In addition, there was an error in the summary of the results on endpoint variability in the Discussion. It was stated that endpoint variability was equal at movement end for all three conditions. In fact, as correctly reported in Table 1 and the Results, endpoint variability was significantly higher for Condition B.
A correction has been made to the Discussion, subsection Influence of Different Levels of Uncertainty, paragraph three:
“Similarly, fingertip variability during the time course of movement execution was by far the highest when motor decision-making took place under high level of extrinsic target uncertainty (Condition B) as compared to the other two conditions. This is a striking evidence for the impact of different levels of extrinsic target uncertainty during motor decision-making on movement execution. It also reflects the dynamics of the motor decision-making process in case of high target uncertainty (Condition B). Even in trials with similar environmental conditions, i.e., with regard to the location of potential reach targets or the onset of the final target display, the competition between multiple potential action plans varied across trials, directly affecting the finally performed movement path, and the variability between movement paths across trials. Overall, within-subject between-trial variability of fingertip position showed an increase-decrease pattern across the time course of movement execution, with low variability at movement end (~5–10 mm from mean endpoint, see Figure 6). This pattern is similar to previous studies of our group analyzing movement variability to gain insight into movement planning and control processes (see e.g., Krüger et al., 2011, 2012) and illustrates the effectiveness of online-control mechanisms.”
The authors apologize for these errors and state that they do not change the scientific conclusions of the article in any way. The original article has been updated.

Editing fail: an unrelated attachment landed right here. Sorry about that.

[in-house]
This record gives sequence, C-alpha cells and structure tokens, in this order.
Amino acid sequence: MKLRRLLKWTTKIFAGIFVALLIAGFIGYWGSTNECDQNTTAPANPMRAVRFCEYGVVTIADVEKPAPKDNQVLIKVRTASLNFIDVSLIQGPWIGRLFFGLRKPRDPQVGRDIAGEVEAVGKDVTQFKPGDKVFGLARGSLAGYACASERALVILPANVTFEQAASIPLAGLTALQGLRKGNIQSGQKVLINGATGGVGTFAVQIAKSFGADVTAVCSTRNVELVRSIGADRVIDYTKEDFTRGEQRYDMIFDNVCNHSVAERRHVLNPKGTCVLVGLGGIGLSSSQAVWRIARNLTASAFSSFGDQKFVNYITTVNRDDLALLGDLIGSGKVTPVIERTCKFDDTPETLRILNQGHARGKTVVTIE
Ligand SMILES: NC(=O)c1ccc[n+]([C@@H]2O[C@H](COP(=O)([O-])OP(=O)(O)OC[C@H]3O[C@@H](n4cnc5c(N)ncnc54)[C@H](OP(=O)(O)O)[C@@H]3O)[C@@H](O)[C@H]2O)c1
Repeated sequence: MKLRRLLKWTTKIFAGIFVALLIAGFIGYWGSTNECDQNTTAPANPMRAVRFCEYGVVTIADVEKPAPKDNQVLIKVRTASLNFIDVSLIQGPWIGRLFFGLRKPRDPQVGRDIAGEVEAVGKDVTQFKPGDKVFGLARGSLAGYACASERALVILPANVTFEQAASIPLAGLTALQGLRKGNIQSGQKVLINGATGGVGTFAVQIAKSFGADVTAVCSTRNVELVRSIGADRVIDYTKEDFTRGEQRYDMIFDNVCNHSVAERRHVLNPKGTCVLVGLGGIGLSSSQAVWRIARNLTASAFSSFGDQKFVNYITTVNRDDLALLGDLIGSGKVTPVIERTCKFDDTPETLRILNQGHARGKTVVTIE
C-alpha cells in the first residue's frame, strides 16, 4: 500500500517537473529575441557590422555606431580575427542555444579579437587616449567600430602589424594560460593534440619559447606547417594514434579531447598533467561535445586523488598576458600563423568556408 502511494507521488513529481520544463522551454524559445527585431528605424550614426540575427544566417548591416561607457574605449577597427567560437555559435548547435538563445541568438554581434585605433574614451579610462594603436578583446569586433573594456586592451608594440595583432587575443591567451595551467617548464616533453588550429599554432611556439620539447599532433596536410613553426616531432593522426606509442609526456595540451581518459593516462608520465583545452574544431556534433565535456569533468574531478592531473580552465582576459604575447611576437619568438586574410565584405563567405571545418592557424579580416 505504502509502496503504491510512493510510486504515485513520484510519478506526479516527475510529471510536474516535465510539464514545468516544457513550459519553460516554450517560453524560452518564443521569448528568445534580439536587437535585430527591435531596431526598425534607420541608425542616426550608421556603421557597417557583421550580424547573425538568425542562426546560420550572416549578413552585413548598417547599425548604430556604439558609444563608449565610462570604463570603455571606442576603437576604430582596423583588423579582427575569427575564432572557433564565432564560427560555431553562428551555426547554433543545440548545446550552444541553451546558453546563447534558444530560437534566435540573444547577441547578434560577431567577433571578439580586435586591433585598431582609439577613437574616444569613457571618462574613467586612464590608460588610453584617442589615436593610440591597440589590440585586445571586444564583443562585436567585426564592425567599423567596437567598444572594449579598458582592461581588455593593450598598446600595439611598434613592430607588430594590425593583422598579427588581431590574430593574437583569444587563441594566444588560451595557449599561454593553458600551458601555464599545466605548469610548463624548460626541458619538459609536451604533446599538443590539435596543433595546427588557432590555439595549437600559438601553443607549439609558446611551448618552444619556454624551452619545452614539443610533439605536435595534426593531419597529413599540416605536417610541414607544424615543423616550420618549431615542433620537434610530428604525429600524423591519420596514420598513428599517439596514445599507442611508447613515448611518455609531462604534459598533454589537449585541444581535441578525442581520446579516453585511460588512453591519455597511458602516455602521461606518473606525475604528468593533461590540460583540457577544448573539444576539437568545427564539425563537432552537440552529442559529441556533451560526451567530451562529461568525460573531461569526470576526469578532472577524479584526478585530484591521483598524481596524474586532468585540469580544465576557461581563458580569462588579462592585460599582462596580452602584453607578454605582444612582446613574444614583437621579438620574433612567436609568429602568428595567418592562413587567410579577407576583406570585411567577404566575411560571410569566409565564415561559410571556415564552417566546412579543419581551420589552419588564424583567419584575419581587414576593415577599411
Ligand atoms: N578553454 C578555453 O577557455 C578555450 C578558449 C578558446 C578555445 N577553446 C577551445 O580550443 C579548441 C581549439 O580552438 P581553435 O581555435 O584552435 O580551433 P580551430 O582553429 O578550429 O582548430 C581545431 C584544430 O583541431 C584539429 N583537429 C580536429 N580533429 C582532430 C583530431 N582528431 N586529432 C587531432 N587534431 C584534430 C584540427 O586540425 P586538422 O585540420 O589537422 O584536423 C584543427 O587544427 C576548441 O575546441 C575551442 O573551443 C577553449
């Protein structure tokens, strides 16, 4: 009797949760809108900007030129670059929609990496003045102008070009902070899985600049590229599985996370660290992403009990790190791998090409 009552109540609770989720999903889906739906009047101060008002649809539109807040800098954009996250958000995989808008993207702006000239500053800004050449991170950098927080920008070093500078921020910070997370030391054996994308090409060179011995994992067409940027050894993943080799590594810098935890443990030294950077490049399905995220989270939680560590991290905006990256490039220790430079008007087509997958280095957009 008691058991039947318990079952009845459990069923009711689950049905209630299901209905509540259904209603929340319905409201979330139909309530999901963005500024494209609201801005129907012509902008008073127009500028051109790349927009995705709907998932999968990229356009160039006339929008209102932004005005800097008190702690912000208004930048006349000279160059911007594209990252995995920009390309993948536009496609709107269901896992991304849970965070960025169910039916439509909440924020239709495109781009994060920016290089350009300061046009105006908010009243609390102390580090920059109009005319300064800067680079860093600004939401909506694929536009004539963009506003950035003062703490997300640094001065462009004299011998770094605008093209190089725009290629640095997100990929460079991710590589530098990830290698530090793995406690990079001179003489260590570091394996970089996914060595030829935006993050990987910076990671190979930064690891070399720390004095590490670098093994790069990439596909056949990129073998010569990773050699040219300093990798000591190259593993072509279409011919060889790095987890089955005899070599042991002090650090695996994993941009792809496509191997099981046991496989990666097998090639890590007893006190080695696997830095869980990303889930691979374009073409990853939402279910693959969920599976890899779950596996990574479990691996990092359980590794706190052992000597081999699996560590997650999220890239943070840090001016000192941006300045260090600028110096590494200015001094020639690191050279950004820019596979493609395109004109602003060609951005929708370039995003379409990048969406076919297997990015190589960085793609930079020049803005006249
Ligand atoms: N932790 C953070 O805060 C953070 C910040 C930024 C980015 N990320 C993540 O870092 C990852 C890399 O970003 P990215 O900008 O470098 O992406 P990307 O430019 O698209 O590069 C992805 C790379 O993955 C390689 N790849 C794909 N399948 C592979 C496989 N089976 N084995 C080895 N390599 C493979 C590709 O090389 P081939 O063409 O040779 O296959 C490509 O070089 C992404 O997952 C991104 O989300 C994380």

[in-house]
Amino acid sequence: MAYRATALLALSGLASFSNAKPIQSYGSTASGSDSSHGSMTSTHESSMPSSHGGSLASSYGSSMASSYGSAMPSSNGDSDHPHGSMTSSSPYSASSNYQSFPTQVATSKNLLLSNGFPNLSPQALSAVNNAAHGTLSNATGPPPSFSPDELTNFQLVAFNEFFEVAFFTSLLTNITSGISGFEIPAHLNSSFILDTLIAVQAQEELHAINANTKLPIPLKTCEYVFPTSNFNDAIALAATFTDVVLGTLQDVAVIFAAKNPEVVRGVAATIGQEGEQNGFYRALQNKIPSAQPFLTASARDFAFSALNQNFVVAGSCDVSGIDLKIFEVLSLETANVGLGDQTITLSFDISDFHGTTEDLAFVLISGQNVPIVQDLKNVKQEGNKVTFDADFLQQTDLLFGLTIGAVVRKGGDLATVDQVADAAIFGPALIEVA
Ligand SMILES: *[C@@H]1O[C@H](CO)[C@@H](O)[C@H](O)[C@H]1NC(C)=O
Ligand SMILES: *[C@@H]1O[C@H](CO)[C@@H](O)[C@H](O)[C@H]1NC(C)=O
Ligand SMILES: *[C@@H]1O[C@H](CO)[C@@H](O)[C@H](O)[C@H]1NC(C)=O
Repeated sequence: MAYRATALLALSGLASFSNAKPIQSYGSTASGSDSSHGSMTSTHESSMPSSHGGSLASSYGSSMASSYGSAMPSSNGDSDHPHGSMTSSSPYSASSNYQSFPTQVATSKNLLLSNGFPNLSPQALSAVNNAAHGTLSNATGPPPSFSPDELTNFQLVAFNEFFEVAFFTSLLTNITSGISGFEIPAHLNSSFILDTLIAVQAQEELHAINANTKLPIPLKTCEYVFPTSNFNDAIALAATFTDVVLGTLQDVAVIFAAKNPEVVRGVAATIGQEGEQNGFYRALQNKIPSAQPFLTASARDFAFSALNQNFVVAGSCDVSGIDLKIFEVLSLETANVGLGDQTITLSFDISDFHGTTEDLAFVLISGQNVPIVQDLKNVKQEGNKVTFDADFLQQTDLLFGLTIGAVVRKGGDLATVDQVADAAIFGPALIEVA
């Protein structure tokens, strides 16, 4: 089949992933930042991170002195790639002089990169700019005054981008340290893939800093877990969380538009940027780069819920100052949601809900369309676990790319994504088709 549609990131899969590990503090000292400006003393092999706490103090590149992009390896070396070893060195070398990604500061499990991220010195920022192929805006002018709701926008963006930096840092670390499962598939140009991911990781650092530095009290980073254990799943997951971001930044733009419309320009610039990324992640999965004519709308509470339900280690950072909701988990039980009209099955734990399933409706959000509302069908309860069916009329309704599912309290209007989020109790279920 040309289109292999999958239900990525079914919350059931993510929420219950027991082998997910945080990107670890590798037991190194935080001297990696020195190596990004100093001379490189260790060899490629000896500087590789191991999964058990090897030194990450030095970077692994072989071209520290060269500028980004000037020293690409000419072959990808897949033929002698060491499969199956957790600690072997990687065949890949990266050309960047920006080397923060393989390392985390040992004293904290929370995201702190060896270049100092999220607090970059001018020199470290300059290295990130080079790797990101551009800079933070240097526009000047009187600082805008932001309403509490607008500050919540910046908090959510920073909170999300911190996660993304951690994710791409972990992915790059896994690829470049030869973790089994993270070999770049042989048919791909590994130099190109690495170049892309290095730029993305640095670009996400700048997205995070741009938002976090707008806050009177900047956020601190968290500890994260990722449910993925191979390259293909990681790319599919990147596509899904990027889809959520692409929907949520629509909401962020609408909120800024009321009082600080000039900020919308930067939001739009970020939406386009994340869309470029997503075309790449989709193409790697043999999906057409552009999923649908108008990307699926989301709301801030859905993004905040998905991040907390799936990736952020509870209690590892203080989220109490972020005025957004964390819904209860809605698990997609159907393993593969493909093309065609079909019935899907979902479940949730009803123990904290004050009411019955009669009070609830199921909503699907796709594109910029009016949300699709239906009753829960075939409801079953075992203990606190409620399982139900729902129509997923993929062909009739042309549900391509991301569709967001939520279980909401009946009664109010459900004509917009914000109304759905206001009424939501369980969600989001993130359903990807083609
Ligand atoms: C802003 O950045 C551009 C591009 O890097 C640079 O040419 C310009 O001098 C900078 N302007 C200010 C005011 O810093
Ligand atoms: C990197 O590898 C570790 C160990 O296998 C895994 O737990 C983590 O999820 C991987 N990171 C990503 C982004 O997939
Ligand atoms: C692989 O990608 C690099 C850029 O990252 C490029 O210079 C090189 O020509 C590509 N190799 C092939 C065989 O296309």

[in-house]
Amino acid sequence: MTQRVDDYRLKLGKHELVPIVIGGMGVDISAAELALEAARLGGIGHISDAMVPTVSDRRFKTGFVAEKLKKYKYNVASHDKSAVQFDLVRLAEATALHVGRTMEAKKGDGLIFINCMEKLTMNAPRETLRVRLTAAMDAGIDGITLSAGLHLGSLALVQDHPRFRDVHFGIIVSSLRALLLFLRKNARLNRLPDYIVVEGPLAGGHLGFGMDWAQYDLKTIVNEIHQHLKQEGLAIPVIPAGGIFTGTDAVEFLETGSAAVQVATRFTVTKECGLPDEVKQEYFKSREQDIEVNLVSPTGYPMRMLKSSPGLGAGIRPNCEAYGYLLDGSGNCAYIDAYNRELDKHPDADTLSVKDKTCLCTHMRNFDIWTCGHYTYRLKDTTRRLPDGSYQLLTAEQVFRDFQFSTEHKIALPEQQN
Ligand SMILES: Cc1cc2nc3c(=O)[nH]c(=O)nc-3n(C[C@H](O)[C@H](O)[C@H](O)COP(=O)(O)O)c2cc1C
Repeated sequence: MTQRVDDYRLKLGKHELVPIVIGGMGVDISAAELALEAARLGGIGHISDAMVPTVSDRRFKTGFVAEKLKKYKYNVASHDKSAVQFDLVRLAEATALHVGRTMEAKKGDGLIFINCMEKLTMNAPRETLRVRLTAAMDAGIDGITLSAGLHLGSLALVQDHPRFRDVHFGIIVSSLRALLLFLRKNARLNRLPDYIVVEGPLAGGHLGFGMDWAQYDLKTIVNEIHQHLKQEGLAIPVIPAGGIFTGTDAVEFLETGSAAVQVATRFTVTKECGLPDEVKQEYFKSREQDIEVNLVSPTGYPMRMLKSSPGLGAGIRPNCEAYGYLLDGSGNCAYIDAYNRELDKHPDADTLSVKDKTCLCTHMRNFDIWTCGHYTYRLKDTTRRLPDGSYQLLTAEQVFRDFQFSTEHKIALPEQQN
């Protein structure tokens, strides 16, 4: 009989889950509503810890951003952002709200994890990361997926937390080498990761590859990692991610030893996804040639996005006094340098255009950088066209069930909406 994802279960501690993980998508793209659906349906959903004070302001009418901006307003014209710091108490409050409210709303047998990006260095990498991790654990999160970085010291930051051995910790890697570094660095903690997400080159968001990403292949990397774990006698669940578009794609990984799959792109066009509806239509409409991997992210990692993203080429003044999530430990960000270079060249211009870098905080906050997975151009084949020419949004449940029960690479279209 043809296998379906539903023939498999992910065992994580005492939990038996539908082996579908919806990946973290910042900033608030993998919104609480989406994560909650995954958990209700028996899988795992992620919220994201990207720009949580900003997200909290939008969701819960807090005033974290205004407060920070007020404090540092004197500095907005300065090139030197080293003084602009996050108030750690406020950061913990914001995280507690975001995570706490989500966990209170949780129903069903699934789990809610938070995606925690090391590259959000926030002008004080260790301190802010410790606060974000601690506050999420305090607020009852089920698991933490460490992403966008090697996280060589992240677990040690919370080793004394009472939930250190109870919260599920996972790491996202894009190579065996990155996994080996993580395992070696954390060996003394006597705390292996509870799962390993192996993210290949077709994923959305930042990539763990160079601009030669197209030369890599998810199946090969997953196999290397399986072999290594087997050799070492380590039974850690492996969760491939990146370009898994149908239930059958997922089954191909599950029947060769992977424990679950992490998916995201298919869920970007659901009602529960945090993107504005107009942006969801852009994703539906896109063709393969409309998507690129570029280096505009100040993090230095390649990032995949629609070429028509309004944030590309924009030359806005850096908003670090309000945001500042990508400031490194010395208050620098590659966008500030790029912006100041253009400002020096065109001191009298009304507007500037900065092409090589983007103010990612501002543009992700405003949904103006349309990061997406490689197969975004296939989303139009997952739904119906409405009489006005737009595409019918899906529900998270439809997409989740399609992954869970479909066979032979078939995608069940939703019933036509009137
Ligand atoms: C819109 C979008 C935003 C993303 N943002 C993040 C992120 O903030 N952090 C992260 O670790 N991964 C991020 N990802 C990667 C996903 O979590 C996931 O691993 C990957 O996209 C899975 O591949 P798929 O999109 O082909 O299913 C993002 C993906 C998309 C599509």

Gallivan, J. P., and Chapman, C. S. (2014). Three-dimensional reach trajectories as a probe of real-time decision-making between multiple competing targets. Front. Neurosci. 8:215. doi: 10.3389/fnins.2014.00215
Keywords: reaching movements, sensorimotor control, movement planning, motor control, embodied decision making, time course of variability, kinematics
Citation: Krüger M and Hermsdörfer J (2019) Corrigendum: Target Uncertainty During Motor Decision-Making: The Time Course of Movement Variability Reveals the Effect of Different Sources of Uncertainty on the Control of Reaching Movements. Front. Psychol. 10:913. doi: 10.3389/fpsyg.2019.00913
Received: 07 March 2019; Accepted: 05 April 2019;
Published: 24 April 2019.
Edited by:Daya Shankar Gupta, Camden County College, United States
Reviewed by:Digby Elliott, McMaster University, Canada
Copyright © 2019 Krüger and Hermsdörfer. This is an open-access article distributed under the terms of the Creative Commons Attribution License (CC BY). The use, distribution or reproduction in other forums is permitted, provided the original author(s) and the copyright owner(s) are credited and that the original publication in this journal is cited, in accordance with accepted academic practice. No use, distribution or reproduction is permitted which does not comply with these terms.
*Correspondence: Melanie Krüger, email@example.com